Select Committee on Culture, Media and Sport Written Evidence


Memorandum submitted by Heritage Railway Association

INTRODUCTION

  The Heritage Railway Association (HRA) is the co-ordinating body for heritage railways and tramways, railway museums and steam centres in the United Kingdom and Eire and has 245 member organisations. In 2004, our members in the UK attracted almost six million visitors who spent around £50 million. Heritage railways have over 400 miles of track with 302 stations and operated around 4.2 million passenger train miles. HRA members directly employed 1,330 staff and engaged the efforts of over 13,550 volunteers.

  HRA actively encourages the attainment of high standards across the sector through the publication of "Standards and Guidance Notes", the holding of seminars and the organisation of competitions and award schemes to promote excellence in all areas of the sector. HRA is a founder member of Fedecrail (The European Federation of Museum and Tourist Railways) which has members in 25 countries in Europe. Fedecrail, at its 2005 conference at Lyon, France, in May adopted the Riga Charter (copy attached as an Appendix to this submission) which seeks to encourage high standards of preservation, conservation and operation of Heritage Railways. HRA encourages its members to sign up to the Riga Charter and incorporate its standards into their operations.

  HRA is a Company Limited by Guarantee and is staffed entirely by volunteers. This response has been prepared by HRA Heritage Committee.

1.  What the Department for Culture, Media and Sport should identify as priorities in the forthcoming Heritage White Paper

  The fundamental needs are:

  1.1  Better and more widespread recognition across government of the value of heritage.

  1.2  Better recognition of the voluntary sector's contribution.

  1.3  Proper funding of English Heritage and local authorities to allow the successful delivery of their new responsibilities.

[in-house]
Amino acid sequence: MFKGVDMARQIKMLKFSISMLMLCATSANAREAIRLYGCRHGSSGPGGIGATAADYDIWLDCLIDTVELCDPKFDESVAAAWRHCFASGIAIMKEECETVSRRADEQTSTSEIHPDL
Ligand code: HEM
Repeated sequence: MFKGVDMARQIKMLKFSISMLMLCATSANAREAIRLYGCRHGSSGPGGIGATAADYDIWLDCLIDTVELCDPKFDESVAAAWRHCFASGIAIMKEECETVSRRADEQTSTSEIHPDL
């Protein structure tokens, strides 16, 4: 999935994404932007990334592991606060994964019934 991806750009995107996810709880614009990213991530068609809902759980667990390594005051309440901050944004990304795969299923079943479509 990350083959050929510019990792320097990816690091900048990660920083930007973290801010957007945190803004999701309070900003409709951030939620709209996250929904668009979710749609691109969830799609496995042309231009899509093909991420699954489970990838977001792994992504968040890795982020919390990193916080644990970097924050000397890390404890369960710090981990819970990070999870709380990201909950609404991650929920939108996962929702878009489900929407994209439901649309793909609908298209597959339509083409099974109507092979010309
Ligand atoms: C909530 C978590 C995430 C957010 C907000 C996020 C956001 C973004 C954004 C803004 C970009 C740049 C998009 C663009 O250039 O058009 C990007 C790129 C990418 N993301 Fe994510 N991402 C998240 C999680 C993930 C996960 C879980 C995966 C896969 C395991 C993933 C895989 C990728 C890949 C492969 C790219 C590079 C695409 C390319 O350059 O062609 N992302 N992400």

1.4  Effective financial support for and liaison with Museums Libraries and Archives Council (MLA) especially in enhancing the effectiveness of MLA's Renaissance in the Regions initiative.

  1.5  To be alert to unexpected consequences in the Heritage sector arising from legislation targeted elsewhere.

2.  The remit and effectiveness of DCMS, English Heritage and other relevant organisations in representing heritage interests inside and outside Government

  2.1  DCMS effectiveness: DCMS should raise the profile of heritage and its contribution to national life across Government. It should also ensure that the heritage policy and policies which affect the heritage are co-ordinated across Government departments. (See paragraph 1.5 above)

  2.2  Role of English Heritage: Several HRA member railways are responsible for Listed structures and welcome the continuing support of EH Field Officers to ensure that such structures are properly maintained and, where work is necessary, can be grant-aided by EH.

3.  The balance between heritage and development needs in planning policy

  3.1  "Heritage proofing" is needed in policy development and decisions over land use planning, new development, regeneration, and transport infrastructure. Ministers in each Department should report regularly, and at least annually, on progress.

4.  Access to heritage and the position of heritage as a cultural asset in the community

  4.1  Continue to emphasise the economic, social, educative, community and regenerative impacts which heritage projects can deliver.

  4.2  Facilitate the recruitment and engagement of volunteers in the sector. HRA members make extensive use of volunteers, from a wide range of social groupings, to operate their Railways, to welcome and care for visitors, and to engage with the communities in which the Railways are located. Heritage Railways are text book examples of voluntary community activity, providing learning and development opportunities which increase quality of life for the volunteers themselves and the public who enjoy the heritage opportunities they create and operate. Cost analysis, using for instance the HLF formula for calculating the value of volunteer input as partnership funding, shows that volunteers contribute many £ thousands to the local economy within which a Heritage Railway operates.

  4.3  Emphasise the importance of local significance. Items may have a particular local significance or prominence that should allow them to "punch above their weight" when being assessed.

5.  Funding, with particular reference to the adequacy of the budget for English Heritage and for museums and galleries, the impact of the London 2012 Olympics on Lottery funding for heritage projects, and forthcoming decisions on the sharing of funds from Lottery sources between good causes

  5.1  It has become blatantly obvious that English Heritage is grossly under funded, particularly in the light of its recently increased responsibilities and nil budget increase.